It is so easy fall in to the trap of prescriptions, especially with thyroid hormones.
Thyroid hormone regulates your cellular resting metabolism. T3 is the active thyroid hormone. Therefore More T3 promotes “more metabolism”. Sounds alluring right? My prescription pad is ready, but wait.
For every action, you body responds with a greater and compensatory reaction. If there is an exogenous T3 (Introduced from outside the body) taken, you body will store more and trigger the ever-important insulin resistance so you do not burn out. Your body will also de-activate the very hormone that you just took – you can’t fool mother nature that easily. Let me explain.
As a metabolic specialist, I am tempted to offer a T3 prescription to more people when headlines like this appear,
“Low T3 with higher T4 is associated with those with Inulin resistance and T2DM”. Add T3 and I’ll presumably improve this ratio, furthermore the active T3 will go up.
[Farasat T, et al. Hyperinsulinemia and insulin resistance is associated with low T(3)/T(4) ratio in pre diabetic euthyroid pakistani subjects. J Diabetes Complications. 2012 JUL;26(6) 522-525.]
But a high T3/rT3 ratio directly correlates with greater insulin resistance measured by the HOMA-IR.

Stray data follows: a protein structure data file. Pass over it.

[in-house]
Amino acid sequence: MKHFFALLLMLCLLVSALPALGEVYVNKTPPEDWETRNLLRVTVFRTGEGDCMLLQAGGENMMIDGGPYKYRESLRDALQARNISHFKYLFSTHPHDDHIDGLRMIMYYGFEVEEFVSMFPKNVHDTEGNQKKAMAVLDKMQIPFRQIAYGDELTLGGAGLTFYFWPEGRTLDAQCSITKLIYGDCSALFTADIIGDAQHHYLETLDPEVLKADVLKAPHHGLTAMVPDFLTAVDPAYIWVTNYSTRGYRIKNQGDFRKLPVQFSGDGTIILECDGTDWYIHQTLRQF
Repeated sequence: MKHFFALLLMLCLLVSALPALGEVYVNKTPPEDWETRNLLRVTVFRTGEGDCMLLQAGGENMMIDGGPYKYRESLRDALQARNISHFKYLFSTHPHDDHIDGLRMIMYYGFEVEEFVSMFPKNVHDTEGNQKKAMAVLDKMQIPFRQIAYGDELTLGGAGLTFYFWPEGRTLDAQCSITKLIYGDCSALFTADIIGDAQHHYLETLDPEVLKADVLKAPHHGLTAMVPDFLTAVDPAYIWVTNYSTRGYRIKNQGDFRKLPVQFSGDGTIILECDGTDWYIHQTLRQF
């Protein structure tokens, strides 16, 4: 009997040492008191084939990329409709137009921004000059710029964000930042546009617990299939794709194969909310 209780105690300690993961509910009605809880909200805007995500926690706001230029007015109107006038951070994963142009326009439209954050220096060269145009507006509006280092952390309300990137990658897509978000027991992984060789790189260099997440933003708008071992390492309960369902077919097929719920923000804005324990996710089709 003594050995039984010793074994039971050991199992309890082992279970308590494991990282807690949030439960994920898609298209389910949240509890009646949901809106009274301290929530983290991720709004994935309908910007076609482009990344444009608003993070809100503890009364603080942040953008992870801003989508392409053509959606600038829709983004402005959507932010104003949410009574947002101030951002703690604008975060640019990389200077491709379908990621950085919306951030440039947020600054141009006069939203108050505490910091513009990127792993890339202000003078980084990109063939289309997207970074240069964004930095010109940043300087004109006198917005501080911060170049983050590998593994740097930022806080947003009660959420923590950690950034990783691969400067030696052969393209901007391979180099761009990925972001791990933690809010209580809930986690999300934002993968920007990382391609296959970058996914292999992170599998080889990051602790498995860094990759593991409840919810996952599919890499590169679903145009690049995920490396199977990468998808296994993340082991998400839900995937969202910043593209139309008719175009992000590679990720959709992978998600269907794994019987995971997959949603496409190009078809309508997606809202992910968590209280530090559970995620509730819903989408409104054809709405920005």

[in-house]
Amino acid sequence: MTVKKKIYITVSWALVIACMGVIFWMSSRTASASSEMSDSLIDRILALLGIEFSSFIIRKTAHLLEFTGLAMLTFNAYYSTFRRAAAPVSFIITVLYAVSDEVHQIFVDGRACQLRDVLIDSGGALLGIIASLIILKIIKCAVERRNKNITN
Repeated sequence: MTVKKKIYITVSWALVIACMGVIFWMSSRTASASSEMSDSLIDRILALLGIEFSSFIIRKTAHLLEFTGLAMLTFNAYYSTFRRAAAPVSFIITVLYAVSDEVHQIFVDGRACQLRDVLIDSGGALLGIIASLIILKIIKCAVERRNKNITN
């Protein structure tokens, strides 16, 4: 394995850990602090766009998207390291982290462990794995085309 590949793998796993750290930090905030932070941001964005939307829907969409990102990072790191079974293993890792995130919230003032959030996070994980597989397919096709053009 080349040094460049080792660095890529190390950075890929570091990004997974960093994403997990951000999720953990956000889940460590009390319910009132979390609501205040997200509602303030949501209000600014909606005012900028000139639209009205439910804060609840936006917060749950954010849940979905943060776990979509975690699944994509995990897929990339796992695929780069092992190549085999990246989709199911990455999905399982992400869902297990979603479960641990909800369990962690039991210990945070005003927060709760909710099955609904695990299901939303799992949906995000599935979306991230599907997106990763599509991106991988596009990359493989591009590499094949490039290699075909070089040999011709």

[Ruhla S, et al. T3/rT3-ratio is associated with insulin resistance independent of TSH. Horm Metab Res. 2011 Feb;43(2):130-4.]
The addition of T3 prescription (Cytomel is the brand name for liothyronine, or T3) has a dose dependent trigger toward insulin resistance. The more you take, the worse your insulin resistance becomes. This is no small finding that only affects a few people, significance was found throughout several small T3 dosages in the studies.
[Lambadiari V, et al. Thyroid hormones are positively associated with insulin resistance early in the development of type 2 diabetes. Endocrine. 2011 Feb;39(1):28-32.]
Why does this all happen? – When we prescribers add T3 prescriptions, T3 numbers and ratios actually get worse, and we are likely contributing to a worsening of damaging insulin resistance. The truth is, the DIO enzymes regulate glucose homeostasis and insulin sensitivity and they are locally controlled throughout your body.
[Chidakel A, et al. Peripheral metabolism of thyroid hormone and glucose homeostasis. Thyroid 2005 Aug;15(8):899-903.]
I have a take home message, and part of it is in response to the humble pie I had to take when I realized that my prescriptions made some people worse. – If you are told by a doctor that you should take a T3 prescription, assure that you have properly evaluated for insulin resistance first. You can do this by checking a fasting glucose and insulin. Use the calculator to run the number. If you have a high glucose or high HgbA1c, you already know that insulin resistance is a showing. The T3 prescription will likely make you worse.
You can take the step toward reading the owners manual for your body’s metabolism, it is called The Blood Code.